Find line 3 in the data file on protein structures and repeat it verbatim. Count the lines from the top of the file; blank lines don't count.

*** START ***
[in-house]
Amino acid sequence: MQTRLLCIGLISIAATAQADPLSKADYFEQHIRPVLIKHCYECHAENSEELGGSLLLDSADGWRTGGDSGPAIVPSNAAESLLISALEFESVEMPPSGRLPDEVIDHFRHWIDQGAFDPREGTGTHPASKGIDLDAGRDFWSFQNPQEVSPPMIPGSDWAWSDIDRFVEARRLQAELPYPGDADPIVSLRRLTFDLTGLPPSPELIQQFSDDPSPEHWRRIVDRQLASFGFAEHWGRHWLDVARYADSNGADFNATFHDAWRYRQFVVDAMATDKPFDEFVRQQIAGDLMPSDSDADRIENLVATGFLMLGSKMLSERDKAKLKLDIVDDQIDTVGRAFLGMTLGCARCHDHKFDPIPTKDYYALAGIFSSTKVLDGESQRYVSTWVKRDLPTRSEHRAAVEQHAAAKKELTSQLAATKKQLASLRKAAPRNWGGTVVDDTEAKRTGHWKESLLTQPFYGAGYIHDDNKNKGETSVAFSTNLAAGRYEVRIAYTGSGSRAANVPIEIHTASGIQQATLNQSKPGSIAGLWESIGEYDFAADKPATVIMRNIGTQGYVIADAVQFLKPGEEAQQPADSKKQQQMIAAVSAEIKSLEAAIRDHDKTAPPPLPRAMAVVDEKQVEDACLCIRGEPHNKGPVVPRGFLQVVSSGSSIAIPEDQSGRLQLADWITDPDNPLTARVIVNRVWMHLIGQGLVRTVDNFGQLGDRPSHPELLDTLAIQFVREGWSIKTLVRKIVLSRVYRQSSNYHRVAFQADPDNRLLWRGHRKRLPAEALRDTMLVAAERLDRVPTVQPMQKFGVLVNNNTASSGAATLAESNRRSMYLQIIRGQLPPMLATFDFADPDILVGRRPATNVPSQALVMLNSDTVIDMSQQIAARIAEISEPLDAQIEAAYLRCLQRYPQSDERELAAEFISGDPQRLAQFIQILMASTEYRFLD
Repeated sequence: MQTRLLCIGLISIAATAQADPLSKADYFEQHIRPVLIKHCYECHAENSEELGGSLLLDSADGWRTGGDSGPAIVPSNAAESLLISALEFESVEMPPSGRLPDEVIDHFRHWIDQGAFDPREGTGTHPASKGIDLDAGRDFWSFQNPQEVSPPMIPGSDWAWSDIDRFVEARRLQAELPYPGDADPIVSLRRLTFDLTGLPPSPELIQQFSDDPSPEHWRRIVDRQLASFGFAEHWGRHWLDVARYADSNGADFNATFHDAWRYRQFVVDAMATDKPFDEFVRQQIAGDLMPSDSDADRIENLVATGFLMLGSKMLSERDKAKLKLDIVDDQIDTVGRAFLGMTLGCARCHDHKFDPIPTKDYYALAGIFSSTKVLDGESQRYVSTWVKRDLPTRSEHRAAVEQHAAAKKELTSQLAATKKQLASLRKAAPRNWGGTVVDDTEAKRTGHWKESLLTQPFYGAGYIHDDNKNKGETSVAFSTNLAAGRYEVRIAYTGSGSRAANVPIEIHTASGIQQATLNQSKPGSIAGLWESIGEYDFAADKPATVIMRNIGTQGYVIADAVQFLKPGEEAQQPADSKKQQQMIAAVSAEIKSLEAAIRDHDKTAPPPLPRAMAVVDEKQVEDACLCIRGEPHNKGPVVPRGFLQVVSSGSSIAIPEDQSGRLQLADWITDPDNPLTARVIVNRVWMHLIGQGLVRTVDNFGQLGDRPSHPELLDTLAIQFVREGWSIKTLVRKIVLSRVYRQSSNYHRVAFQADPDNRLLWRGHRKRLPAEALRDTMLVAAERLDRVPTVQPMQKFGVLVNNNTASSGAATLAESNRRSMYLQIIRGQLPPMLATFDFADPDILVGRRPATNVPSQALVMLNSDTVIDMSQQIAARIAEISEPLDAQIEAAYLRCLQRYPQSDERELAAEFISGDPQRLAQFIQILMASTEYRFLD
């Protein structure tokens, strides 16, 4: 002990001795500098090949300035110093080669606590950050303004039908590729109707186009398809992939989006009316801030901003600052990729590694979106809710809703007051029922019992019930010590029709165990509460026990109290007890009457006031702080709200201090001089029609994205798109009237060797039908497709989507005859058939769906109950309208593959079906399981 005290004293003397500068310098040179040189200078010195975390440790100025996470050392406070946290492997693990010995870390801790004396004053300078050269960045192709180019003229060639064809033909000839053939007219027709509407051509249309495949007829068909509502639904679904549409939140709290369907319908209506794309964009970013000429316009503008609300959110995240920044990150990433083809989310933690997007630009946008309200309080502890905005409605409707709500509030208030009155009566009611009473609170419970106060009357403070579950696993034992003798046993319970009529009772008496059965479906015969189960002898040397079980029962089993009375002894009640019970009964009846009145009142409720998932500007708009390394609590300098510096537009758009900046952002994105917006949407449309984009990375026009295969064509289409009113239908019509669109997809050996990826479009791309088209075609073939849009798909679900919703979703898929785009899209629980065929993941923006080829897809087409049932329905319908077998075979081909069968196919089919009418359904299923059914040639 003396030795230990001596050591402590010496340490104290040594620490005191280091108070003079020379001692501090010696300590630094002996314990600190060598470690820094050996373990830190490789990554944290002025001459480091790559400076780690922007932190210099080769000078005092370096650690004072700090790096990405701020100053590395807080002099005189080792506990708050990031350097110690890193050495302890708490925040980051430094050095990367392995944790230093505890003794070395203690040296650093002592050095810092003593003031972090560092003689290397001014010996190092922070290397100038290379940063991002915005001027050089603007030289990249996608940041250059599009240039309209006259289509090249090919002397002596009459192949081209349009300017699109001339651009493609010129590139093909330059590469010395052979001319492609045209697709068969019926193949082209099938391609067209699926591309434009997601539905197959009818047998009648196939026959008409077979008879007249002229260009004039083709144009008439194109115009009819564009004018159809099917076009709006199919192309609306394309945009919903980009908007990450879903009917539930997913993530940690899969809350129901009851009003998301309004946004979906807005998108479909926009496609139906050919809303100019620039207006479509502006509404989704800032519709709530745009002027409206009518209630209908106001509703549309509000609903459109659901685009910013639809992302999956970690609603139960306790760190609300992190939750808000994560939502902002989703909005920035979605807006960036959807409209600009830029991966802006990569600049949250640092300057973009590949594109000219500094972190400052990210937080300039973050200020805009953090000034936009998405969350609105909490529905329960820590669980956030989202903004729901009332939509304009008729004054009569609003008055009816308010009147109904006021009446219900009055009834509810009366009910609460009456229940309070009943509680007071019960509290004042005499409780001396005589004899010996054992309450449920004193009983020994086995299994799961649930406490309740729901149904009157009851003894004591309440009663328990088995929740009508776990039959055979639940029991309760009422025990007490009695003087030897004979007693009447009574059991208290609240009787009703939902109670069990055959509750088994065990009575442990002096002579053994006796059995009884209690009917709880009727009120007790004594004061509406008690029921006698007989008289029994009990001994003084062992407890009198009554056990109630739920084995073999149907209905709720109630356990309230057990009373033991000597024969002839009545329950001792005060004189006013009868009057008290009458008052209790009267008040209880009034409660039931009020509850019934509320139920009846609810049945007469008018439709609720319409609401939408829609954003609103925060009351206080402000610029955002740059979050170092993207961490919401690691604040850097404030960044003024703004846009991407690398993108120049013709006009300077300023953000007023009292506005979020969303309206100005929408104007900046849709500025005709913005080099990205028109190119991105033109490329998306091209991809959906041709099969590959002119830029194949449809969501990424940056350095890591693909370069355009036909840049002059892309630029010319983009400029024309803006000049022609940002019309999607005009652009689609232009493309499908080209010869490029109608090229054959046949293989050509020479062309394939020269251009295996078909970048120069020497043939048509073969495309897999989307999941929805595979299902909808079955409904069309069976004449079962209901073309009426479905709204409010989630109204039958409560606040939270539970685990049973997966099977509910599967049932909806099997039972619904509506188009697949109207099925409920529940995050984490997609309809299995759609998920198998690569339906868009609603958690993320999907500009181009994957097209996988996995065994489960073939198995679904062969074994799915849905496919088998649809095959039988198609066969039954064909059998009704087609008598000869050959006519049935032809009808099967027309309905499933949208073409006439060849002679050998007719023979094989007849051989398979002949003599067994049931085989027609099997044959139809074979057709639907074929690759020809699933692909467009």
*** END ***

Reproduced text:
Repeated sequence: MQTRLLCIGLISIAATAQADPLSKADYFEQHIRPVLIKHCYECHAENSEELGGSLLLDSADGWRTGGDSGPAIVPSNAAESLLISALEFESVEMPPSGRLPDEVIDHFRHWIDQGAFDPREGTGTHPASKGIDLDAGRDFWSFQNPQEVSPPMIPGSDWAWSDIDRFVEARRLQAELPYPGDADPIVSLRRLTFDLTGLPPSPELIQQFSDDPSPEHWRRIVDRQLASFGFAEHWGRHWLDVARYADSNGADFNATFHDAWRYRQFVVDAMATDKPFDEFVRQQIAGDLMPSDSDADRIENLVATGFLMLGSKMLSERDKAKLKLDIVDDQIDTVGRAFLGMTLGCARCHDHKFDPIPTKDYYALAGIFSSTKVLDGESQRYVSTWVKRDLPTRSEHRAAVEQHAAAKKELTSQLAATKKQLASLRKAAPRNWGGTVVDDTEAKRTGHWKESLLTQPFYGAGYIHDDNKNKGETSVAFSTNLAAGRYEVRIAYTGSGSRAANVPIEIHTASGIQQATLNQSKPGSIAGLWESIGEYDFAADKPATVIMRNIGTQGYVIADAVQFLKPGEEAQQPADSKKQQQMIAAVSAEIKSLEAAIRDHDKTAPPPLPRAMAVVDEKQVEDACLCIRGEPHNKGPVVPRGFLQVVSSGSSIAIPEDQSGRLQLADWITDPDNPLTARVIVNRVWMHLIGQGLVRTVDNFGQLGDRPSHPELLDTLAIQFVREGWSIKTLVRKIVLSRVYRQSSNYHRVAFQADPDNRLLWRGHRKRLPAEALRDTMLVAAERLDRVPTVQPMQKFGVLVNNNTASSGAATLAESNRRSMYLQIIRGQLPPMLATFDFADPDILVGRRPATNVPSQALVMLNSDTVIDMSQQIAARIAEISEPLDAQIEAAYLRCLQRYPQSDERELAAEFISGDPQRLAQFIQILMASTEYRFLD